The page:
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Diet Coke on ice
AP File Photo/Wilfredo Lee
You’ve heard it before, and you’ll hear it again: Diet sodas may mess with metabolism.

Did you get the full story about artificial sweeteners and diabetes?

By Svati Kirsten Narula

A study published in Nature this week provides evidence of a link between artificial sweeteners and diabetes, and the media is all over it. “Artificial sweeteners may disrupt body’s blood sugar controls,” wrote the New York Times; “Diet soda may alter our gut microbes and raise the risk of diabetes,” reported NPR.

As a science journalist myself, I considered writing something about the study, too. But the research, while noteworthy, didn’t strike me as particularly new or exciting. That’s partly due to the fact that I’ve read about other studies investigating the potentially harmful effects of artificial sweeteners. It’s also because of personal experience.

In 2008, I was a volunteer subject in a clinical trial investigating whether artificial sweeteners provoke metabolic responses similar to the effects of real sugar—the same big question posed by the study that came out this week—at the National Institutes of Health. Nine people with Type 1 diabetes (including me), 10 people with Type 2 diabetes, and 25 people without diabetes underwent an experiment in which we drank artificially-sweetened diet soda followed by a carbohydrate-rich shake one day, and on an alternate day we drank unsweetened seltzer with the shake instead. Our gut hormones and blood sugar levels were monitored closely on both days.

The study found that ingesting acesulfame-K- and sucralose-sweetened diet soda in addition to carbohydrates, the same way someone might drink a diet coke while eating french fries and a burger for lunch, led to an increase in an insulin-regulating hormone in healthy subjects and those with Type 1 diabetes. It was almost as if our bodies thought we needed more insulin when we consumed diet soda with our food.

Scientists at NIH have continued to investigate the effects of sugar substitutes on blood glucose and the endocrine system. In other studies, they’ve found that consumption of diet soda is associated with statistically significant increases in insulin production in some subjects and markedly higher blood sugar levels in subjects with Type 2 diabetes. Kristina Rother, one of the principal investigators on these studies, says the results support the hypothesis that artificial sweeteners induce insulin resistance—a condition associated with Type 2 diabetes and obesity.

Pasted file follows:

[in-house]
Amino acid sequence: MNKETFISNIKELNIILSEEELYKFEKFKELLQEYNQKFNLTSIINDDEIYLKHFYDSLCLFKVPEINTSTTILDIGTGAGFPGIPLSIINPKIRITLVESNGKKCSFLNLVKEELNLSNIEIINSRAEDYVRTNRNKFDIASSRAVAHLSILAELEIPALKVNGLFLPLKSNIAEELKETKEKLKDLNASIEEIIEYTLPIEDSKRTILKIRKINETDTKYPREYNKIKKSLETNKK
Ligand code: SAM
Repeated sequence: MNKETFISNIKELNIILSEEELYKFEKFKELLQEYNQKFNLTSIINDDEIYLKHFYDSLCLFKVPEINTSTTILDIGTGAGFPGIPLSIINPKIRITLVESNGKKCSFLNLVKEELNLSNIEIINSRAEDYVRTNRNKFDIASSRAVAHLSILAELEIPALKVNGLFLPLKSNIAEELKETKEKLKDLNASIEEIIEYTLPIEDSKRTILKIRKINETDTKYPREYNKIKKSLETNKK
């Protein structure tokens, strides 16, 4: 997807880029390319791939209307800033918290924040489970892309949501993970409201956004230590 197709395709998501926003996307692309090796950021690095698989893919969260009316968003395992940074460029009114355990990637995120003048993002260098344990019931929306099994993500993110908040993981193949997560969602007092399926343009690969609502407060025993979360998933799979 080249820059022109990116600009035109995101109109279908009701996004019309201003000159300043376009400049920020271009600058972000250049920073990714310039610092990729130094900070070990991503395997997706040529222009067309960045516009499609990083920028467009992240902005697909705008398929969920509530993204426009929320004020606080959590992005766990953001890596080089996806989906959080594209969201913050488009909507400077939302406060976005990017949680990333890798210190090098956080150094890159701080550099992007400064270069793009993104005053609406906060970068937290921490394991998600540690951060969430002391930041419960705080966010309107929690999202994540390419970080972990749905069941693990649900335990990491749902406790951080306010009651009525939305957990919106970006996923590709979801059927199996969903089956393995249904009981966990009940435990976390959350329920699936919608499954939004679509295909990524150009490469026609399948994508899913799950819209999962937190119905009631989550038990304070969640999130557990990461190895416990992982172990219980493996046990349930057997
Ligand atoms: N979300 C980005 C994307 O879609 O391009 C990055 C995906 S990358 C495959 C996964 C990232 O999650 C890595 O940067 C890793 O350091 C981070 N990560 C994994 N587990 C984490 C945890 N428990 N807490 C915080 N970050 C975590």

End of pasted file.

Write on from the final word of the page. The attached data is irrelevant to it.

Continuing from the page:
“Things don’t have to be shocking and new to get this shocking and new treatment.”

Rother points to her colleague Susan Schiffman as one of the first to show that artificial sweeteners affect gut bacteria in rodents—research (PDF) that created a stir when it was published in 2008. Years earlier, Schiffman had been quoted alongside David Katz, from Yale, in a 2005 New York Times article questioning the safety of Splenda.

There have been a lot of major news stories about the science behind artificially sweetened products. But I didn’t see a single one this week that acknowledged the ones written earlier this year, or in 2008, or 2005.

More often than not, each individual story gives the impression that the latest science is either totally new or surprisingly compelling. “It seems to amplify every time,” Purdue University’s Susan Swithers told Quartz. “Things don’t have to be shocking and new to get this shocking and new treatment.” Swithers herself has been featured in news stories about artificial sweeteners and diabetes, including an NPR one asking “Do diet drinks mess up metabolisms?” in 2013.